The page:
By contrast, Dreyfus and Koba are lone males, without women or offspring. Granted, we are allowed some sympathy for both: Koba has been mistreated by humans, and Dreyfus has lost his family in the collapse of civilization. Still, Caesar is morally superior to both because he has lived in each world harmoniously. Before the final battle, the wounded Caesar gets to recall his first human family, typified by his father figure, on video.
Onto the settlers vs. Indians plot, then, is grafted what film scholars have called a “family adventure” pattern, one that became prominent in the 1980s and 1990s with E. T.: The Extraterrestrial, Jurassic Park and other films seeking “four-quadrant” success. The result is more made-in-Hollywood archetype than grassroots allegory.
My sketch is Film Studies 101 and needs plenty of nuancing. To go further we should consider how this movie, or any movie, puts flesh on its plot bones. How does the film handle point-of-view and exposition? How does it generate sympathy or antipathy? How does it create character conflicts both external and internal? Does it accord with the sharply contoured plot architecture characteristic of US studio filmmaking (and maybe popular literature too)? If I were trying to do a finer-grained analysis of Dawn, I’d try to understand how the Western and family-adventure templates intertwine with these factors and gain force as the film unfolds.
The point would be not to suggest that these plot patterns reflect the attitudes or anxieties of the audience, let alone a national psyche. Rather, the patterns are chosen by the filmmakers because they have proven emotionally appealing to at least some viewers (and apparently in cultures outside the US). And they can be fashioned to accord with contemporary norms of moviemaking. Instead of passive reflection, we have active creation.
It isn’t all controlled by the filmmakers. Like all actions, filmmaking can have unintended consequences. If some members of the audience respond in the way the filmmakers wanted, so far, so good. If the results are gresped in ways that the makers didn’t expect or prefer, that comes with the territory too. Mass-market filmmakers take inherited forms and tweak them in new ways. The audience, in its turn, appropriates what it’s given, sometimes in predictable ways, sometimes in unpredictable ones. No national psyche is needed for this process to keep rolling.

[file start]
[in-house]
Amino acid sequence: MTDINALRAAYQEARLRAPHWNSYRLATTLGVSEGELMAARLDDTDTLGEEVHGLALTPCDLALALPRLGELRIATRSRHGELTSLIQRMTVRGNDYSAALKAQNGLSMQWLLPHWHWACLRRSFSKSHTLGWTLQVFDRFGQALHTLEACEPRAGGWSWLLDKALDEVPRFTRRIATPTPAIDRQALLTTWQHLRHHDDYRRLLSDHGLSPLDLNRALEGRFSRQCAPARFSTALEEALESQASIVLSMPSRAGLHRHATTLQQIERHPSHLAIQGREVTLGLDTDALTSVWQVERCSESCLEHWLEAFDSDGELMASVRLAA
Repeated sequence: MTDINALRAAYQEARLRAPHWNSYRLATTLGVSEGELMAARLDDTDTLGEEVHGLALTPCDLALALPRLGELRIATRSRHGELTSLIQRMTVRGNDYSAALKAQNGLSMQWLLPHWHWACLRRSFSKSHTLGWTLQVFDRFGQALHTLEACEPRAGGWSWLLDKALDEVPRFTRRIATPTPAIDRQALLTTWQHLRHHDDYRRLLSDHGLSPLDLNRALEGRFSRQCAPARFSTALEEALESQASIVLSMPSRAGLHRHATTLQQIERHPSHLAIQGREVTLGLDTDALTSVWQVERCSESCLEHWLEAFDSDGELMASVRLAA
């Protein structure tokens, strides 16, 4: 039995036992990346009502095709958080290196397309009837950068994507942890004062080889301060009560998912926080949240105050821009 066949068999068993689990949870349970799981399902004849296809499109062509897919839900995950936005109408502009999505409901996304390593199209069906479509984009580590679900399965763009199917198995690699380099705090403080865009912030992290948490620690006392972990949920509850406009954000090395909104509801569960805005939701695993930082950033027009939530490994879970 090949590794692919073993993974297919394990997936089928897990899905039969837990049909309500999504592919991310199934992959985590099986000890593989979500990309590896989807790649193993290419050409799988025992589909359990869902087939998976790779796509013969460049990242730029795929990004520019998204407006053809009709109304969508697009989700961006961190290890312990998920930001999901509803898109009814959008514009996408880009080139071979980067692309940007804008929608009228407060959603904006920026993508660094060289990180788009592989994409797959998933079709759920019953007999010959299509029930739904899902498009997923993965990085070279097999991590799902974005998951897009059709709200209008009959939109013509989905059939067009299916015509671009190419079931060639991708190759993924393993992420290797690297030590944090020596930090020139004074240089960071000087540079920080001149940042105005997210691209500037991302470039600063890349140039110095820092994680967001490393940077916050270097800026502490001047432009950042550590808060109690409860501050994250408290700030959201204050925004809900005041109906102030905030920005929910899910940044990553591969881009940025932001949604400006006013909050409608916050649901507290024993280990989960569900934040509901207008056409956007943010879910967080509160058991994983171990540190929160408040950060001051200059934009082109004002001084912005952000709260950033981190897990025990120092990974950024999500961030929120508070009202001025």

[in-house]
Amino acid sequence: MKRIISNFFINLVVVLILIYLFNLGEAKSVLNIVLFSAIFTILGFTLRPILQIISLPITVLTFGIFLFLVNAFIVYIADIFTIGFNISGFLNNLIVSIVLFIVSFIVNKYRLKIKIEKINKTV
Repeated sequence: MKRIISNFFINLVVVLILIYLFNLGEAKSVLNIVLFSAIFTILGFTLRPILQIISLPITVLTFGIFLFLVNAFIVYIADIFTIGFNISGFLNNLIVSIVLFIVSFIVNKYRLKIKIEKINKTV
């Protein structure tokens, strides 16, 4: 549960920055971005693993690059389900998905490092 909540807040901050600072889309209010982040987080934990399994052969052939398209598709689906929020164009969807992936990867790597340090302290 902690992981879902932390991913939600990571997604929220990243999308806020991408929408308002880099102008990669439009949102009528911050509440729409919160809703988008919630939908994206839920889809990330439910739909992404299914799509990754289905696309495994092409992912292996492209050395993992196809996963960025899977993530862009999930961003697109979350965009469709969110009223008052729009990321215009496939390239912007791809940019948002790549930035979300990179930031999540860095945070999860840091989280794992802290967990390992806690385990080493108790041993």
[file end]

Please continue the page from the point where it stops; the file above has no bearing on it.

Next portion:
Instead of reflection, better to think of refraction, the bending and reconfiguring of social themes under the pressure of filmmaking traditions. We understand mass-market films better when we see them as, sometimes opportunistically, grabbing material from the wider culture (whether that material reflects mass sentiment or not) and transforming it through narrative and stylistic conventions. That transformation, or rather transmutation, is central to the artistry of popular entertainment.
Movies are worth studying for themselves, not just as channels for Op-Ed memes. Critics who are sensitive to the art, craft, history, and business of cinema will be able to enlighten us about all aspects of a film, including its political ones.
Jeff Smith’s new book, Film Criticism, The Cold War, and the Blacklist: Reading the Hollywood Reds examines how critics of the 1950s found allegories of resistance to HUAC in movies made at the time. It’s a good reminder that this sort of reflectionist criticism goes back pretty far.
In tune with Jeff’s argument, in an earlier entry I argued that reflectionist readings of popular cinema intensified during the 1940s. But our best critics pushed back. Parker Tyler proposed that movies don’t so much reflect social myths as they invent their own, and he suggested that the process follows the zany logic of dreams. Otis Ferguson, James Agee, and Manny Farber mostly avoided Zeitgeist explanations and talked about films’ implications in relationship to art, craft, and other media and artforms. I survey their work in a series of recent entries: on Ferguson, on Agee, on Farber (here and here), on Tyler, and on their originality, their cultural context, and their legacy.
The pie chart come from the MPAA report on 2013 moviegoing, p. 11.
For a wide-ranging and skeptical examination of one aspect of this topic, there’s Alan Hunt’s article, “Anxiety and social explanation: Some anxieties about anxiety,” Journal of Social History 32, 3 (Spring 1999), 509-528.
Peter Krämer developed the concept of the family adventure film in contemporary Hollywood. See his “Would You Take Your Child to See This Film? The Cultural and Social Work of the Family Adventure Movie,” in Steve Neale, ed. Contemporary Hollywood Cinema (Routlege, 1998), 294-311.